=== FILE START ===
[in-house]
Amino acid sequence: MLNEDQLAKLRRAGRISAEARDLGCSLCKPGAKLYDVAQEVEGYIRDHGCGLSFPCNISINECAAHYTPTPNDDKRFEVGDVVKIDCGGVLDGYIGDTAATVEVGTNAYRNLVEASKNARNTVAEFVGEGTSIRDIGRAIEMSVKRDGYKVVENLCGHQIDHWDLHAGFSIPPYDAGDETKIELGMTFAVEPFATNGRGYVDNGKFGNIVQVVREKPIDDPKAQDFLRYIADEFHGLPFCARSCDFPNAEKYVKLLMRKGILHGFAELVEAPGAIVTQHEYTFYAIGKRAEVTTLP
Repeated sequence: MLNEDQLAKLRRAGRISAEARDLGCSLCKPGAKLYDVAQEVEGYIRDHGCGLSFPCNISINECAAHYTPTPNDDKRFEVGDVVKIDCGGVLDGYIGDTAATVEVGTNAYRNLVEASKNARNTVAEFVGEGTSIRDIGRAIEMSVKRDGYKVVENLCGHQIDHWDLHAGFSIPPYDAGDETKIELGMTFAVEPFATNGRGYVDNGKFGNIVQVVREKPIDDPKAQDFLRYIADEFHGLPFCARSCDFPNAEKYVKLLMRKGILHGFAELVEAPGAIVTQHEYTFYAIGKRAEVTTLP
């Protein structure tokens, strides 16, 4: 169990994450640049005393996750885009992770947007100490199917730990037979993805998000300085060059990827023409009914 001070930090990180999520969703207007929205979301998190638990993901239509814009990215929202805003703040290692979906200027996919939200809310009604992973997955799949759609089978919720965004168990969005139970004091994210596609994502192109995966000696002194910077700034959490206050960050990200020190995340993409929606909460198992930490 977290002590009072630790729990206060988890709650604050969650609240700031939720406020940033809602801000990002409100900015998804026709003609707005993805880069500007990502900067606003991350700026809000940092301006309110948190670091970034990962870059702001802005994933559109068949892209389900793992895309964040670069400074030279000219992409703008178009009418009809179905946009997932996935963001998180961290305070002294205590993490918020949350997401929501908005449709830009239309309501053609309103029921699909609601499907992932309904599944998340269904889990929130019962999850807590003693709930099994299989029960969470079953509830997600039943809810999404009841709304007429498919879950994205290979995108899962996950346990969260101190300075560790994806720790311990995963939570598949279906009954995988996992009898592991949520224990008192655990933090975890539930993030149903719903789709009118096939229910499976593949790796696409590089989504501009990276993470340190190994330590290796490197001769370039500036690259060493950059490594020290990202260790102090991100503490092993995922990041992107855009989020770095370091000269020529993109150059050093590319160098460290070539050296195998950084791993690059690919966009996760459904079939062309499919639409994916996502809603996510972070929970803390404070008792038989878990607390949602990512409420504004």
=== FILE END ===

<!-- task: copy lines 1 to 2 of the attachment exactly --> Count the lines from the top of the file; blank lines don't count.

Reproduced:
[in-house]
Amino acid sequence: MLNEDQLAKLRRAGRISAEARDLGCSLCKPGAKLYDVAQEVEGYIRDHGCGLSFPCNISINECAAHYTPTPNDDKRFEVGDVVKIDCGGVLDGYIGDTAATVEVGTNAYRNLVEASKNARNTVAEFVGEGTSIRDIGRAIEMSVKRDGYKVVENLCGHQIDHWDLHAGFSIPPYDAGDETKIELGMTFAVEPFATNGRGYVDNGKFGNIVQVVREKPIDDPKAQDFLRYIADEFHGLPFCARSCDFPNAEKYVKLLMRKGILHGFAELVEAPGAIVTQHEYTFYAIGKRAEVTTLP